Slimming Exercises

Choosing the Right Running Spikes

Seasoned cross country runners and track and field athletes use running spikes to assist them in running faster or performing better at various track events. The categories into which running spikes fall include sprint running spikes, middle distance spikes and long distance spikes.

running spikes

Sprint Spikes
Sprint spikes are the lightest on the market and they typically have no padding at all in the heels. In addition, they are relatively stiff and the spike plate is placed under the toes, on the bottom of the shoe. They are designed in a way which forces runners to run on their toes.

Athletes like Usain Bolt who run at high speed find sprint running spikes quite useful; therefore good 400 meter runners can use them as well. It is generally recommended that if an individual is faster than approximately 52 seconds over 400 meters, getting sprint running spikes would be a sensible thing to do. A few top class 800 meter runners like Maria Mutola run in sprint spikes as well, even though this is not necessarily something that is highly recommended.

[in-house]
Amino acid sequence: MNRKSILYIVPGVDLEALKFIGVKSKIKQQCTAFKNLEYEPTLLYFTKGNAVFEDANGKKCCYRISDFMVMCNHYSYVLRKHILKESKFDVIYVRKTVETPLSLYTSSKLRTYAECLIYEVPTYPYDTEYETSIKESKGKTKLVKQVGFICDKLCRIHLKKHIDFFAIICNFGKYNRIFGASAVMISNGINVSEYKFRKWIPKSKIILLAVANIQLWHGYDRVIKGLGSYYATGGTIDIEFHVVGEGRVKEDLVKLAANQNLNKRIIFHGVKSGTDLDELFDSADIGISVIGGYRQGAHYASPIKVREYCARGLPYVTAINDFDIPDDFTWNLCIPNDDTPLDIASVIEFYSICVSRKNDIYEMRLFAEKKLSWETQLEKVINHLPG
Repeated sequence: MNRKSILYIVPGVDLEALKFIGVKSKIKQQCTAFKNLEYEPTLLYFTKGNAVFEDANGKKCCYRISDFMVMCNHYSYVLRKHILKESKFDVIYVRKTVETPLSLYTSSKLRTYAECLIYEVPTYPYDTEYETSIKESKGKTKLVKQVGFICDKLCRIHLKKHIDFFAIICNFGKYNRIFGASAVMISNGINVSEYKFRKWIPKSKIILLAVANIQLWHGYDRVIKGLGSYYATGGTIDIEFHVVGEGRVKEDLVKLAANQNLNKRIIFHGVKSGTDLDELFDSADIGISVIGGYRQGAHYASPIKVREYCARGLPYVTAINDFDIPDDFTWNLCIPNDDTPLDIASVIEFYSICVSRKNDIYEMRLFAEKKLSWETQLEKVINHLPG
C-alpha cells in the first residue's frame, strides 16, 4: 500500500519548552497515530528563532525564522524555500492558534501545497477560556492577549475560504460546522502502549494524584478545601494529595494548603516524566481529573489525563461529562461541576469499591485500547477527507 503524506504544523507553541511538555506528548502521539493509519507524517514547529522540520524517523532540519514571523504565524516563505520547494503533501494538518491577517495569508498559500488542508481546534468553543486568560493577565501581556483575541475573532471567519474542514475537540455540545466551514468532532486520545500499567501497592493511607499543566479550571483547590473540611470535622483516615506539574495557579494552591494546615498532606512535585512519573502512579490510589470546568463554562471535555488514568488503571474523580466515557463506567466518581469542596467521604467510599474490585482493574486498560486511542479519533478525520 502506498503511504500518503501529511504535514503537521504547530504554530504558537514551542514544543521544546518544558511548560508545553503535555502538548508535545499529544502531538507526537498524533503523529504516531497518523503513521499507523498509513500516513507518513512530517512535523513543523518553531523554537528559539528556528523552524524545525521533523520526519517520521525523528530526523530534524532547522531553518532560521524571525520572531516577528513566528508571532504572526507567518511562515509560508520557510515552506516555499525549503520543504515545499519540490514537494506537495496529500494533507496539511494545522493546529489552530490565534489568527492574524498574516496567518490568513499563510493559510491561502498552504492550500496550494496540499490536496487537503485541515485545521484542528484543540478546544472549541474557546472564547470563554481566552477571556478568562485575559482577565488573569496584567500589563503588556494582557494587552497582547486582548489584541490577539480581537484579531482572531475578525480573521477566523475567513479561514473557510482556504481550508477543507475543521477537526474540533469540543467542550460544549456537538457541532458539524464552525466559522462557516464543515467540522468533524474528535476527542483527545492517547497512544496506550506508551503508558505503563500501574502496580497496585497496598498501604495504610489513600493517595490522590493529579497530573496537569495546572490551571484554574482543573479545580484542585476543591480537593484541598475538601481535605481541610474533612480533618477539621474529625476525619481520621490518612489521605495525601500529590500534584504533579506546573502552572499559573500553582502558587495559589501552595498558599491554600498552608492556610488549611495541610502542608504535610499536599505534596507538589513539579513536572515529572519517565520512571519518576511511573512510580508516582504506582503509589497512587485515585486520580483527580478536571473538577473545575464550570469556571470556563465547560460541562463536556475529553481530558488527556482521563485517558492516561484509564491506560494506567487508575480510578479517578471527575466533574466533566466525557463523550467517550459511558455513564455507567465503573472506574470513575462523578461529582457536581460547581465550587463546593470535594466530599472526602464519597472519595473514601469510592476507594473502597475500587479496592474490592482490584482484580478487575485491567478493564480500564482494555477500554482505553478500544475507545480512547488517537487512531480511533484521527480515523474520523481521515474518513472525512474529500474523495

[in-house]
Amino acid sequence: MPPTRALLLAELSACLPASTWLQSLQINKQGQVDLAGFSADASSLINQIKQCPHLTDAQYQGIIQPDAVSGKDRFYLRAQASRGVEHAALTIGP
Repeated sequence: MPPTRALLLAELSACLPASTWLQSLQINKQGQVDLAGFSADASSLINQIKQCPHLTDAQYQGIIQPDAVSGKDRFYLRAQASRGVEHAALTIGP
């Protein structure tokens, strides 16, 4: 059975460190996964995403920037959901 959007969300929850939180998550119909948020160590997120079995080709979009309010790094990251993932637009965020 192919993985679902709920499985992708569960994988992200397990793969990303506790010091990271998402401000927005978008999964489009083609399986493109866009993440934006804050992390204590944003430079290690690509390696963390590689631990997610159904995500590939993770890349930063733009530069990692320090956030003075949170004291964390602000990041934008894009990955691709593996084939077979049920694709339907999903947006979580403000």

A number of sprint spikes are outfitted with zip-up fronts in order that they have better aerodynamics from the smoother surface but there is no scientific proof that this provides the athlete with any added advantage.

Middle Distance Spikes
These running spikes are very light as well; however, they typically have a bit of cushioning in the heel. They are used at slower speeds in comparison with sprint spikes but are placed where most of the running is usually carried out on the forefoot, since the spike plate encourages this type of running action.

Long Distance Spikes
Long distance running spikes have a lot more cushioning than the other running spikes and are typically flatter. In addition, they are a bit heavier when compared to other running spikes; however, they are still considerably lighter than trainers used for running. Individuals who run at speeds that are slower than approximately 18 to 20 seconds for every 100 meters in a race should use these spikes, as they provide the cushioning needed for long distance running.

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